Friday, February 20, 2004


I stopped in at the Kid's school today to watch a puppet show. Mildly entertaining, but it was nice to be asked to go. So I'm home for an early, long lunch and thought I would check out the blogiverse.

Tracy is sponsoring another contest, which I participated in, but withdrew my name for consideration on actually winning the award. Afterall, is this something I can put on my resume? Junior and senior class convenor, co-winner of the theological paper award, director of children's chapel, and two-time Shiny Things Award Winner. Mmmm, I think not. Thanks anyway Tracy, it's always fun.

I was also perusing Mumcat, and she has a post about homosexuality and the church (like we all haven't discussed that, and continue to discuss that), as well as the word "Myth" and how that is perceived when discussing the Bible ("Sticks and Stones"). She also points out that people will revile anyone who uses "myth" as anti-Christian, but those same people will use words such as "pervert" to describe gays and/or lesbians. She says, "It's a very strange world where it isn't okay to be critical of words but it is okay to be critical of people."

When did the translated and written word of God become so set in stone that it becomes an idol? Isn't this what Jesus argued with the Pharisees about? Yes, the words are important, but how we live out those words is even more important.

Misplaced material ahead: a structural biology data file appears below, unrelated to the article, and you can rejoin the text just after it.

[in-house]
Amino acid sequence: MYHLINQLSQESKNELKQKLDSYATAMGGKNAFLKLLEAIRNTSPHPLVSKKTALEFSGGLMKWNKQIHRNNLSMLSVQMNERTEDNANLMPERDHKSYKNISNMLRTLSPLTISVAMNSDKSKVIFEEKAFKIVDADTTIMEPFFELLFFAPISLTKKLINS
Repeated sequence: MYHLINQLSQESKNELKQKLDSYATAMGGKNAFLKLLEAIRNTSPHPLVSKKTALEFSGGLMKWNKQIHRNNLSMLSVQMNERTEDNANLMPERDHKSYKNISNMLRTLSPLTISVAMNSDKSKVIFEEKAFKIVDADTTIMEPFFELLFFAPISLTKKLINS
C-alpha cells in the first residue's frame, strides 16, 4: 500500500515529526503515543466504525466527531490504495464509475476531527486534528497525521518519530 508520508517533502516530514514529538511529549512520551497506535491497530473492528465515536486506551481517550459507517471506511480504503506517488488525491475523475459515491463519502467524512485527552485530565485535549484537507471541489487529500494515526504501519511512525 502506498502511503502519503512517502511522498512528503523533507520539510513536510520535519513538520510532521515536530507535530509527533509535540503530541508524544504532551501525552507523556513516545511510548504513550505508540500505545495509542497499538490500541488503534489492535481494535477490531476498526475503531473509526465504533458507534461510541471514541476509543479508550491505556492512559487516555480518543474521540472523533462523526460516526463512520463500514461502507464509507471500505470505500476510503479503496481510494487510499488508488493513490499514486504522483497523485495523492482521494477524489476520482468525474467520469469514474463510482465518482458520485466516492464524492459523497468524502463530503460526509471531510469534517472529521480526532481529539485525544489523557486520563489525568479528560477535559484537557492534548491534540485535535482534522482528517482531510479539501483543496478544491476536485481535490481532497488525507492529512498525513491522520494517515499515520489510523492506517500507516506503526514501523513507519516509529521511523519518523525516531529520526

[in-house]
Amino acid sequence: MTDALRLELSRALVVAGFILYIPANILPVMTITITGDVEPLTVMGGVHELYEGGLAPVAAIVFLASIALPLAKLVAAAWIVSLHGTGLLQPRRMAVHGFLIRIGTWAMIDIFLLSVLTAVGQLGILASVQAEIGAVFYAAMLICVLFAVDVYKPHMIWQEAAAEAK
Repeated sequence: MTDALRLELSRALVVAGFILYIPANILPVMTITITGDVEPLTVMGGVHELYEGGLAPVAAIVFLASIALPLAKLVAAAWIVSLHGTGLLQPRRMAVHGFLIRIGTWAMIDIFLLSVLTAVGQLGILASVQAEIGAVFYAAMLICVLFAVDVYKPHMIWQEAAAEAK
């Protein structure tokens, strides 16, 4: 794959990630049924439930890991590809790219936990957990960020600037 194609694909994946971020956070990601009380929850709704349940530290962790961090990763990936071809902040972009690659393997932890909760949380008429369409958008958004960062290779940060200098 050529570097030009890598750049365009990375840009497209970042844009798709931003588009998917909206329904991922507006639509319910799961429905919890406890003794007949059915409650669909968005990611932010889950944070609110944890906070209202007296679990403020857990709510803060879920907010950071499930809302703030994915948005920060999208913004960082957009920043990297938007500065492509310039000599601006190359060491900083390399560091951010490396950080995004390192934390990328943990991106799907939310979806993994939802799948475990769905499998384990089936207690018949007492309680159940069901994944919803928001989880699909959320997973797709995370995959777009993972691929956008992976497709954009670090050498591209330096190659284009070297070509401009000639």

In an odd way, this describes my sermons. I know what I want to say, and sometimes (oftentimes) I use different words in the early service than I do in the later service. If someone were to actually read a text of the sermon, they might say, "This isn't how you said it." They're right. It's not the surface "How," but the deeper "What" that is important.

Love God. Love your neighbor.

And here's a throwaway thought: When the First Free Evangelical Church of the Open Bible (or any other church for that matter) advertises "Everyone Welcome" on their reader board in 500 point lettering, a) do they really mean it, and b) do they really know what they are saying?



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